Paphos is like a 21st Century holiday resort and historic ancient site all rolled into one. Situated on the southwest coastline of the Mediterranean island of Cyprus, Paphos is thought to be the birthplace of the Greek Goddess of Aphrodite when she rose from the sea and landed there. There’s also the UNESCO Tomb of the Kings in Paphos, must-see Egyptian catacombs carved from solid rock which stretch back to Neolithic times.
8. Explore Begur – the Costa Brava’s hidden gem
Set around 90 minutes north of Barcelona along the Costa Brava’s stunning and rugged coastline is the colourful medieval town of Begur. The town is home to an array of cultural delights, with narrow winding streets, sumptuous local cuisine and lovely little cove beaches. The focal point of Begur is its 11th Century castle, offering a pleasant walk around the grounds and scenic views of the region.
9. Unwind on Corralejo’s sand dunes
Miles upon miles of near-white sand, crystal-clear waters and a stunning black volcanic landscape make Fuerteventura one of the Canary Islands much loved tourist spots. Stretching over 10km in the north of the island, the sand dunes of Corralejo are a fascinating and mesmerising sight to behold and are certainly an upgraded experience from any regular day at the beach! The area was designated a National Park in 1982 along with the small island of Los Lobos just off the coast of Corralejo, and the island draws in watersports enthusiasts every year thanks to its unique climate featuring strong winds, a true surfer’s paradise.
10. Swim in Nidri’s waterfall in Lefkas
Back to Greece and to the delightful island of Lefkada (also known as Lefkas), home to untouched white sand beaches, picture-postcard seaside towns and traditional mountain villages. A holiday in Lefkas isn’t complete without a visit (and a swim!) in the dazzling waterfalls near the village of Nidri. Cascading from a height of 15 metres into a cool natural pool below and surrounded by picturesque greenery, the waterfall is becoming increasingly frequent on holidaymakers’ bucket lists!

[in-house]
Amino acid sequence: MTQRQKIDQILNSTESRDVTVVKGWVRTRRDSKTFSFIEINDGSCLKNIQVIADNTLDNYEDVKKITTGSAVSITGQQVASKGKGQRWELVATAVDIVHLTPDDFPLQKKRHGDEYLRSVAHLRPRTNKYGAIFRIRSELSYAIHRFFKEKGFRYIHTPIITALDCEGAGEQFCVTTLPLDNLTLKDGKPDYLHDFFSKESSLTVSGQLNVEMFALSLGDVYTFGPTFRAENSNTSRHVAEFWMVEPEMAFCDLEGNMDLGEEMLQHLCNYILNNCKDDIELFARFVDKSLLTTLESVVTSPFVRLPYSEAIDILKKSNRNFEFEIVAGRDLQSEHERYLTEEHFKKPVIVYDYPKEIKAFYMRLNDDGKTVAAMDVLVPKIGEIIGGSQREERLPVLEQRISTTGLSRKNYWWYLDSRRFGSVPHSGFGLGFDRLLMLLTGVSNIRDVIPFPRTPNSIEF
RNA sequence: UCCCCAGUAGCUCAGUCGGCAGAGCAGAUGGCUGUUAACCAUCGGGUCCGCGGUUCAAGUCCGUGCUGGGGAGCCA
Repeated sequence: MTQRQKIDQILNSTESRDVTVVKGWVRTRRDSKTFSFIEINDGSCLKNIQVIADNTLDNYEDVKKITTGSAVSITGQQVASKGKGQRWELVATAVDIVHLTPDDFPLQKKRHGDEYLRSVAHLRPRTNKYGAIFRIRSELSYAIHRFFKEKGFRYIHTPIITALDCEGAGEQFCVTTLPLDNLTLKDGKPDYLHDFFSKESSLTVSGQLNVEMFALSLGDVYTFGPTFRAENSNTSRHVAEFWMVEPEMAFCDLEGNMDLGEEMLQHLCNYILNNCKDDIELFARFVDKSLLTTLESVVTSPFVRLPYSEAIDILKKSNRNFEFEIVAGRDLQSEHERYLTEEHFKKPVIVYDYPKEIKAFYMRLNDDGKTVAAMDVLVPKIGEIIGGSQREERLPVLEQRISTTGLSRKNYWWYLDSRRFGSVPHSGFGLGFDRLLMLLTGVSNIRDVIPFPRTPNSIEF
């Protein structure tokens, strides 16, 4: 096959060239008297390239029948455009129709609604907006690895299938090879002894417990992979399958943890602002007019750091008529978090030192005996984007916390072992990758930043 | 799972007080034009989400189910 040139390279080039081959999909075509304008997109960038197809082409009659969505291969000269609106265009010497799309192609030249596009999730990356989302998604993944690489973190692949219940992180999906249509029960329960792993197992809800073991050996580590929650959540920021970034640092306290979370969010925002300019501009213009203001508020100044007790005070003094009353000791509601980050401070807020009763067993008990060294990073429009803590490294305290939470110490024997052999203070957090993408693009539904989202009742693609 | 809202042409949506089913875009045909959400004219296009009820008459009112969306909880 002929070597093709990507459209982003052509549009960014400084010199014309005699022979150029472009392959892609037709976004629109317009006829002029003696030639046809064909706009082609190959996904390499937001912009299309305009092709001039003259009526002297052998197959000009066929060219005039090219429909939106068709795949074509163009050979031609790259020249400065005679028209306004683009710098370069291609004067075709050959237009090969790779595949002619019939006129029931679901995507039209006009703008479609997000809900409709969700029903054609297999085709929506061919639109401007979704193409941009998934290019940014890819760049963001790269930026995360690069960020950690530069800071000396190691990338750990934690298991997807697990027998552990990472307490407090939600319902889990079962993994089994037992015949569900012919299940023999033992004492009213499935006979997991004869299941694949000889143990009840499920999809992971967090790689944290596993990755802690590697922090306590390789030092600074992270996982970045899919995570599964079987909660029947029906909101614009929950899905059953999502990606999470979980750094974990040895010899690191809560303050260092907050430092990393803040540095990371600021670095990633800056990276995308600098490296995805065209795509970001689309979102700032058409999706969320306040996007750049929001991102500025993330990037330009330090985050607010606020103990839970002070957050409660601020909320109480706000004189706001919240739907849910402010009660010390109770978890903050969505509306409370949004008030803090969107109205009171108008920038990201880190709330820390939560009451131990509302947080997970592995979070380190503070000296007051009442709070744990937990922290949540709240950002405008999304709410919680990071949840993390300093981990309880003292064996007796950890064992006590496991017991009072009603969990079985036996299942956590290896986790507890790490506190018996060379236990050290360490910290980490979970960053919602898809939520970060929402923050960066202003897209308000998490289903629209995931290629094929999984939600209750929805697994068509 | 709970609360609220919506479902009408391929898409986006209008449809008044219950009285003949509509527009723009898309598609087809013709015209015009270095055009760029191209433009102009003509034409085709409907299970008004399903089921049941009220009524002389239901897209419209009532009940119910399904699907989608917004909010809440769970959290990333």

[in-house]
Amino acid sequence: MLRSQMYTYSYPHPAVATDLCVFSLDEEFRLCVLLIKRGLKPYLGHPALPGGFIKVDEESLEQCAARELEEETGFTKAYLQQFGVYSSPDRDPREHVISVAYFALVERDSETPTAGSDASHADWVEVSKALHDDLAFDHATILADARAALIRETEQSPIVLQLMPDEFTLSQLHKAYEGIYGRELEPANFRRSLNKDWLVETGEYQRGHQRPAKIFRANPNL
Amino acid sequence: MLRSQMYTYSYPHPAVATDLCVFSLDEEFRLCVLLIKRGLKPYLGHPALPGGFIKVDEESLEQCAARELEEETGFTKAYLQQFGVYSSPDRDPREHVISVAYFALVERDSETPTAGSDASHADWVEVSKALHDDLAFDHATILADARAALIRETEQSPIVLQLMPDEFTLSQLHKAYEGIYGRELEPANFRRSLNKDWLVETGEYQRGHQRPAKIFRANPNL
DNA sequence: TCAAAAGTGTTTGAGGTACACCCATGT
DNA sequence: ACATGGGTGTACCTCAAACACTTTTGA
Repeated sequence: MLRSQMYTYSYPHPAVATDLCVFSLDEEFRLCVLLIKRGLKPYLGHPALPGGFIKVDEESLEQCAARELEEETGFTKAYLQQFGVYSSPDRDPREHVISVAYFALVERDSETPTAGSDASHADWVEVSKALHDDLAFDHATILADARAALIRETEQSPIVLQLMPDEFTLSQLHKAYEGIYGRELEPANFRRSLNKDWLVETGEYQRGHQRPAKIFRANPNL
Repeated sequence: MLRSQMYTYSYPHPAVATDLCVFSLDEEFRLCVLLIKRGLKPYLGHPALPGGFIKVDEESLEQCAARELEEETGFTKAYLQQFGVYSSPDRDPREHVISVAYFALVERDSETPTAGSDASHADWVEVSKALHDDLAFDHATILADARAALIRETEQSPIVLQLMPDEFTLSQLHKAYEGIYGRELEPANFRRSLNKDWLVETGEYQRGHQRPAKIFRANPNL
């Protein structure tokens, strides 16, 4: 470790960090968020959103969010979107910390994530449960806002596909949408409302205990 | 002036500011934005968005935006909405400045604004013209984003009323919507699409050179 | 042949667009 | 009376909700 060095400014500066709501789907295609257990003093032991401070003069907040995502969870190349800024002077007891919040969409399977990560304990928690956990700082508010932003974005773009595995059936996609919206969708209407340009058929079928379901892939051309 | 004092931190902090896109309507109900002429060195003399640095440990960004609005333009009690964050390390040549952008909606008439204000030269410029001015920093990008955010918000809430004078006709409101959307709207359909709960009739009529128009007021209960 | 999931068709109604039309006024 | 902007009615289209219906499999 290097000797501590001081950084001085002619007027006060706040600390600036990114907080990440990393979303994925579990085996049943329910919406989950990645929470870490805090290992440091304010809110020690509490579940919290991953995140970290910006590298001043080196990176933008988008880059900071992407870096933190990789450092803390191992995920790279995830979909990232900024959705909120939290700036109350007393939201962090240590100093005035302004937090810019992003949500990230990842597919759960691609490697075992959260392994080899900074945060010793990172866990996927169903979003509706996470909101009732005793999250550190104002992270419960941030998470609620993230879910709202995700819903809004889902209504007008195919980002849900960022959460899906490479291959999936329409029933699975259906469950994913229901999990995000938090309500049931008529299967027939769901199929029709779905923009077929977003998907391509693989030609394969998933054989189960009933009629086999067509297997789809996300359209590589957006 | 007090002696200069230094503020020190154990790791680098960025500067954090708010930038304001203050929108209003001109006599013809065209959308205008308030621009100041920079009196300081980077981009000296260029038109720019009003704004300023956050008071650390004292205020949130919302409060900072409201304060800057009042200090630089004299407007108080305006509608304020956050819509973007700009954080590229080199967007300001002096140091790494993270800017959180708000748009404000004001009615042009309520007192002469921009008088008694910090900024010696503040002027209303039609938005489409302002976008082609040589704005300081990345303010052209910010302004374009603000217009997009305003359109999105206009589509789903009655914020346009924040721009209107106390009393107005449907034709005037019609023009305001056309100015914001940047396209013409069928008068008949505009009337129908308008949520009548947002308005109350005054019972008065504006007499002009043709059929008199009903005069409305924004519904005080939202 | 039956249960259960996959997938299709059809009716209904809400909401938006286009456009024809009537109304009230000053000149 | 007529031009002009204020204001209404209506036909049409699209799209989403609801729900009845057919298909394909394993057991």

11. Walk along Menorca’s Cami de Cavalls
Menorca is known as the more laid-back of the Balearic Islands, with less late-night partying and a lot more blissful beach hopping on the cards. Dig a little deeper and you’ll truly be in awe of Menorca’s inner beauty, which since the 1990’s has been declared a UNESCO Biosphere Reserve. The best way to explore Menorca’s landscape is by following the Cami de Cavalls, a path which encircles the entire island allowing you to uncover unspoiled territory, lush pine forests and limestone cliffs – be it on foot or by bike!
12. Be inspired by Praia de Marinha beach
Stretching along Portugal’s southern coastline is the alluring Algarve region, home to bustling seaside resorts, pretty villages and award-winning golf courses. However, much of that is secondary to what many consider as the Algarve’s star attraction: its beaches. Silky soft golden sands, azure blue waters and dramatic cliff formations make the scenery in the Algarve some of the best in Europe. Praia de Marinha is one of the most photographed and is even considered one of the 100 most beautiful beaches in the world.
13. Potter around Kerkyra Old Town in Corfu
Corfu (or Kerkyra as it is known locally) is Greece’s ‘Emerald Isle’ thanks to its simply stunning lush green scenery stretching from coast to coast. In the middle of it all is the capital and old town of Kerkyra, a UNESCO World Heritage Site. Immerse yourself in the hustle and bustle of the busy squares or get lost in the intriguing winding alleyways. The town is home to a fortress, an old citadel and plenty of colorful buildings full of elegance and charm – a compliment to its Venetian roots.
14. Walk along Dubrovnik’s city walls